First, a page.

• Consist of a combination of 24 RAAMS and 6 ADAM projectiles (these numbers may change depending on the threat and the commander's guidance).

    • Use only short SD mines (carried as part of the basic load).

    • The safety zone, based on a single aimpoint, is computed immediately after the minefield is fired.


5-88. Battery minefield angle (BMA), range, and target size all impact the fire order requirements for effective SCATMINE delivery. Because SCATMINE missions can be lengthy missions to fire (10-30 minutes), the S3 must consider the time the unit will be unavailable to fire other missions and the increased vulnerability of the unit to enemy acquisition and counterfire. The S3 should consider force protection measures, such as using additional howitzers to decrease the time, firing the mission from an alternate (possibly hardened) position, or directing a survival move after mission completion.

Safety Considerations

5-89. Firing SCATMINE close to friendly troops is potentially hazardous, as SCATMINE is an area weapon that can be affected by high winds. If the center of the minefield is less than 700 meters from the nearest friendly position, the unit should follow danger close procedures as the edges of the minefield could easily fall within normal danger close distance (600 meters). Planned danger close SCATMINE minefields should be adjusted in with HE or ICM whenever possible.

5-90. A safety zone should be computed for each SCATMINE minefield. The controlling FSE is generally responsible for determining safety zones. However, the actual data may be computed by the firing FA FDC or by the FSE. See FM 6-40 for specific techniques.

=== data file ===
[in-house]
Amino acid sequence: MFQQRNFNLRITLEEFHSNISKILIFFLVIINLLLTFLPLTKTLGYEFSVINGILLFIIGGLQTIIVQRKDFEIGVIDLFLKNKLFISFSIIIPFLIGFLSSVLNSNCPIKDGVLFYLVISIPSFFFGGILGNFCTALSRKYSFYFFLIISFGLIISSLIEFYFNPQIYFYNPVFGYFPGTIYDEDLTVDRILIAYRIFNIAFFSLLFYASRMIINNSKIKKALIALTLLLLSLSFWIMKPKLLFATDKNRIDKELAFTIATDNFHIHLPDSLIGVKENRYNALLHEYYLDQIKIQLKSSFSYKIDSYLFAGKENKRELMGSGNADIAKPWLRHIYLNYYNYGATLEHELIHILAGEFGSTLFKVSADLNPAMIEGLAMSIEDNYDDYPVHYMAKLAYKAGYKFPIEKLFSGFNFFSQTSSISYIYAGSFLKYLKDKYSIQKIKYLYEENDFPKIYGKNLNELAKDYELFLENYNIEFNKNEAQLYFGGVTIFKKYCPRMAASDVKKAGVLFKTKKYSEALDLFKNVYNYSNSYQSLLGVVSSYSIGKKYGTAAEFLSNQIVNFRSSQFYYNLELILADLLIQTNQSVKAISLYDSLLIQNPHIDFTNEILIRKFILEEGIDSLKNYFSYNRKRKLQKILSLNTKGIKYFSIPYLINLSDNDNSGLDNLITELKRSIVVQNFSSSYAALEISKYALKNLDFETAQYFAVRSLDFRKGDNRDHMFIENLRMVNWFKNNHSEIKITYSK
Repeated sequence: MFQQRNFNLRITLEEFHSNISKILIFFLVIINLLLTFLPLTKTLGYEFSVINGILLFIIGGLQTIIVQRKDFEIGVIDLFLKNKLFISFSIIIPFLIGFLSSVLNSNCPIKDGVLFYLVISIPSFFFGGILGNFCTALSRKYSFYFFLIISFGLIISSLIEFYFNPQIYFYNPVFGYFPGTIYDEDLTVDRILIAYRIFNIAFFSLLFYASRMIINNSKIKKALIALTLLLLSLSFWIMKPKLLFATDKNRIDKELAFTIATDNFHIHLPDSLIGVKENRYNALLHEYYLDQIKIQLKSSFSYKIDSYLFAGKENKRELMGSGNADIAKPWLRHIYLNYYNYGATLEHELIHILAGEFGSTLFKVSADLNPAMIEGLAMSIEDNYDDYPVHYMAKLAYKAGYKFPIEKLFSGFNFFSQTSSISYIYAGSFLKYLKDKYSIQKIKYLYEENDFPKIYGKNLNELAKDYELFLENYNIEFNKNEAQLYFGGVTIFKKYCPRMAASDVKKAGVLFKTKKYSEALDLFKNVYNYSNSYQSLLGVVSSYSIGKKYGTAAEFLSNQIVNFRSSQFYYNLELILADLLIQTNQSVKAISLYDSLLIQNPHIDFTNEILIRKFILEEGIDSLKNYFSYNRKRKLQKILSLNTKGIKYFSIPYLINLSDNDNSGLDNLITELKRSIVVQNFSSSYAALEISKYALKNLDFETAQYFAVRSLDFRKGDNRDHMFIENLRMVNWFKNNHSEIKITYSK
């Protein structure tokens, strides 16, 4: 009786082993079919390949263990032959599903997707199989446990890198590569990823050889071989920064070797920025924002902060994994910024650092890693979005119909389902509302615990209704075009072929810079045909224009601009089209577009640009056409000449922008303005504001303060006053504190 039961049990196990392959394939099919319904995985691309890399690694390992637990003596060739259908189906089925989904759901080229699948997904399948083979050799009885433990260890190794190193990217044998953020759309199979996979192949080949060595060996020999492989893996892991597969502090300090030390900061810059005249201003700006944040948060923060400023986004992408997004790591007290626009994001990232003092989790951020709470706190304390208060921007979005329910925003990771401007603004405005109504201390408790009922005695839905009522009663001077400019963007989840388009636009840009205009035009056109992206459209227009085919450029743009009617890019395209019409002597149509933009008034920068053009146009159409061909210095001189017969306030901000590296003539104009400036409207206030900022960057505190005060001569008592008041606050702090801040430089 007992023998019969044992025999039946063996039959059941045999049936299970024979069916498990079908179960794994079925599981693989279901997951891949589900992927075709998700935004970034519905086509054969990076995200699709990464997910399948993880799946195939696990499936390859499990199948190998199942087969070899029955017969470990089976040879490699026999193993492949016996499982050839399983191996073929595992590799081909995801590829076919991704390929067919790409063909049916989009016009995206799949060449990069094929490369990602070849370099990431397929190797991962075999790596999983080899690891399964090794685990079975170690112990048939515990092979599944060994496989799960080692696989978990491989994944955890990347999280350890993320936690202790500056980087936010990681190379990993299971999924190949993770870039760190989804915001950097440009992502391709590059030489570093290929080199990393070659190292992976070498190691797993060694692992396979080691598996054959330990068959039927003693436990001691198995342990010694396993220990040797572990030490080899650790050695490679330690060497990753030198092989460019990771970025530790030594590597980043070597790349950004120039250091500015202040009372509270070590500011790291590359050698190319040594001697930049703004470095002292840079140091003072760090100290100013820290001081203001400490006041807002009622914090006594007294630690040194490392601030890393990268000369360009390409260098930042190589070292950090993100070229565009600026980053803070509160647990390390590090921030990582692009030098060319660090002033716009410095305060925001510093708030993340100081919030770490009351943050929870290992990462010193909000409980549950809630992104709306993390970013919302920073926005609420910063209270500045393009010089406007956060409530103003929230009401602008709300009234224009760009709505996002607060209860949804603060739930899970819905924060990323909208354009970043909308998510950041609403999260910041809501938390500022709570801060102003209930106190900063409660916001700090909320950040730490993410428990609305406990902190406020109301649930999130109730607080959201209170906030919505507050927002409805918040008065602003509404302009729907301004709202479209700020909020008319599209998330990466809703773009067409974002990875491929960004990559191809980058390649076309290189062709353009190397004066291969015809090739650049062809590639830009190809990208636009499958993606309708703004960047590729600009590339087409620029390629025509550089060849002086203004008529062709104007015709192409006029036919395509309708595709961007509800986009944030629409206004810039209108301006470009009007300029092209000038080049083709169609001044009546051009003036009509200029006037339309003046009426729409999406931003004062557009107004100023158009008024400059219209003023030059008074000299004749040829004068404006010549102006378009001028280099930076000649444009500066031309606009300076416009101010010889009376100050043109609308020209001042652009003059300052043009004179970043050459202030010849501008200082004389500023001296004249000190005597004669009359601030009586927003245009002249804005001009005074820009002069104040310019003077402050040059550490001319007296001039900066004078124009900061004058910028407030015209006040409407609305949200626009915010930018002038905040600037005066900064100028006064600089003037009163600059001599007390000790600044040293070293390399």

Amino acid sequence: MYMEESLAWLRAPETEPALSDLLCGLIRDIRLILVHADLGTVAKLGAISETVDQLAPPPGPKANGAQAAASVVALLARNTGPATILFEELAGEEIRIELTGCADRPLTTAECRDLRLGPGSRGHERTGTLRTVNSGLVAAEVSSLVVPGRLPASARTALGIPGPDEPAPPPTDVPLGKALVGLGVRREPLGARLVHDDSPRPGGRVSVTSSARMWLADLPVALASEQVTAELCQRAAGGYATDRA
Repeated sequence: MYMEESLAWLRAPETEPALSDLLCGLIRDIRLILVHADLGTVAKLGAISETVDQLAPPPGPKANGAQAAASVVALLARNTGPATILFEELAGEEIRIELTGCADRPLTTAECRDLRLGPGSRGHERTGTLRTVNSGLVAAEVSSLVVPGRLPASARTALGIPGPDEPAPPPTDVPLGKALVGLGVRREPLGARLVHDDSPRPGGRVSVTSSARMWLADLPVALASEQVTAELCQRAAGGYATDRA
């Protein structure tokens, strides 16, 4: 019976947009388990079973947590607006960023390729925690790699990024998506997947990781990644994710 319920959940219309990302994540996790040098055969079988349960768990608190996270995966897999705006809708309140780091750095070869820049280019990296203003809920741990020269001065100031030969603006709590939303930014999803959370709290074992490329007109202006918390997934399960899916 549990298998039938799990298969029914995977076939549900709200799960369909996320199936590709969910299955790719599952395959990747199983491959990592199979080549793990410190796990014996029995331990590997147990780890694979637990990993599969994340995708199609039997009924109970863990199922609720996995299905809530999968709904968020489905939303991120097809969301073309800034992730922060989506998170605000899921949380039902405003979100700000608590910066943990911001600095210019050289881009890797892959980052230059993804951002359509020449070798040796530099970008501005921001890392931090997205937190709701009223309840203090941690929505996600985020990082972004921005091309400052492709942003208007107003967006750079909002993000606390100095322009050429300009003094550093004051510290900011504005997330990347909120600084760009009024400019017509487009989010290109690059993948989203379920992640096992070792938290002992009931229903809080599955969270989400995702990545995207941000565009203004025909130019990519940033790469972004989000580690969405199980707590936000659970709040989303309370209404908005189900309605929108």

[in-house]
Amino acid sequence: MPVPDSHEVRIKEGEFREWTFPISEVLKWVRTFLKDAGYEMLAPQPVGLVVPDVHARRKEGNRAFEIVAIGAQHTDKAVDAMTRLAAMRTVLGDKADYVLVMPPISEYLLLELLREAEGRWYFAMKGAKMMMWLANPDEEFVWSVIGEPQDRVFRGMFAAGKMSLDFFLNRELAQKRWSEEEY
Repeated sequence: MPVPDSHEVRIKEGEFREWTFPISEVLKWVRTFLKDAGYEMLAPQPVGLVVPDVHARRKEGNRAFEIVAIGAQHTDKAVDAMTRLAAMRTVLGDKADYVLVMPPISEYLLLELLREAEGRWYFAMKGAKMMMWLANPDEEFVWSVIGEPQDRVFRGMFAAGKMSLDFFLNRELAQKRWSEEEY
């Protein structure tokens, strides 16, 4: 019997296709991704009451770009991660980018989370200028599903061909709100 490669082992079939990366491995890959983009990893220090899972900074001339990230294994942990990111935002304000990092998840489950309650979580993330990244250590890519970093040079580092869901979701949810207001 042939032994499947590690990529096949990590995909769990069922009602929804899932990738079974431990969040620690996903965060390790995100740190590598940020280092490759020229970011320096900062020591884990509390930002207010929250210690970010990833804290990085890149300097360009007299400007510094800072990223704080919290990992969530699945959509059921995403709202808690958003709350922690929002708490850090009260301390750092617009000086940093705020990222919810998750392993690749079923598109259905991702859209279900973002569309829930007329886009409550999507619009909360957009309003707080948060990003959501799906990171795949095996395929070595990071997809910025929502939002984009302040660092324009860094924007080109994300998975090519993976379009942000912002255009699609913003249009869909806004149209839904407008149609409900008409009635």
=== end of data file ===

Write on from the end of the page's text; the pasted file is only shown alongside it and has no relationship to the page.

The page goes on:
Recording and Reporting the Minefield

5-91. The SCATMINE delivery unit's FDC is responsible for initiating the scatterable minefield report, first by radio and later by hard copy. The FDC submits the report through the FSE to the engineer, generally with an information copy through FA channels. See FM 6-40 for more information.


5-92. Copperhead is a 155mm cannon-launched guided projectile with a shaped warhead and a laser seeker. When fired at moving or stationary hard targets, Copperhead homes in on laser energy reflected from the target during the final 20 seconds (approximately) of its trajectory. The ground laser operator may use a G/VLLD, a laser target designator (LTD), or modular universal laser equipment (MULE). Airborne systems with lasers include the AH-64, OH-58D, and unmanned aerial vehicles.


5-93. Much of the responsibility for planning and executing Copperhead missions rests with the FSEs and observers. However, the FA battalion S3 and battalion and battery FDOs must thoroughly understand the process in order to better support the mission, to anticipate changes, and to identify effective workarounds or troubleshooting techniques when problems arise.


5-94. Copperhead targets can be engaged as planned targets or targets of opportunity, however, planned targets are preferred. Planned targets fall into two categories: priority and on-call.

  • For priority targets, data are precomputed and set on the guns, and the Copperhead round is laid in its loading tray. Unless otherwise specified on the target list, two Copperhead rounds are prepared in advance for each Copperhead priority target.

  • On-call targets are processed the same as priority targets, except the guns are not laid on firing data until after receipt of the mission. On-call target procedures for Copperhead are the same as those for conventional on-call missions.

5-95. NOTE: FDC personnel must ensure that at least two howitzers and two Copperhead rounds are prepared for any mission. This action increases firing unit responsiveness if a round or howitzer malfunctions. The criteria in Table 5-2 are used for all Copperhead missions.

Table 5-2. Copperhead Criteria

11 2 2
2 2 2
3 3 2
4 4 2
5 5 2
62 6 2

1 If a single target element is important enough to warrant firing Copperhead, the observer should request 2 rounds and "By round, AMC." This reduces response time in case of a target miss and prevents wasting the second round if the first succeeds in destroying the target. An optimum of one round per target is used as a planning factor.

2 No more than six rounds will be prepared for any given mission.

Control Procedures

5-96. If the number of rounds to be fired is not specified in the call for fire, the FDC will fire the number of rounds specified for that target on the Copperhead target list. If the number of rounds is not specified on the target list, the FDC will fire one round at the target and direct the howitzer(s) to prepare, but DO NOT LOAD, a second round. The message-to-observer (MTO) will reflect 1 round.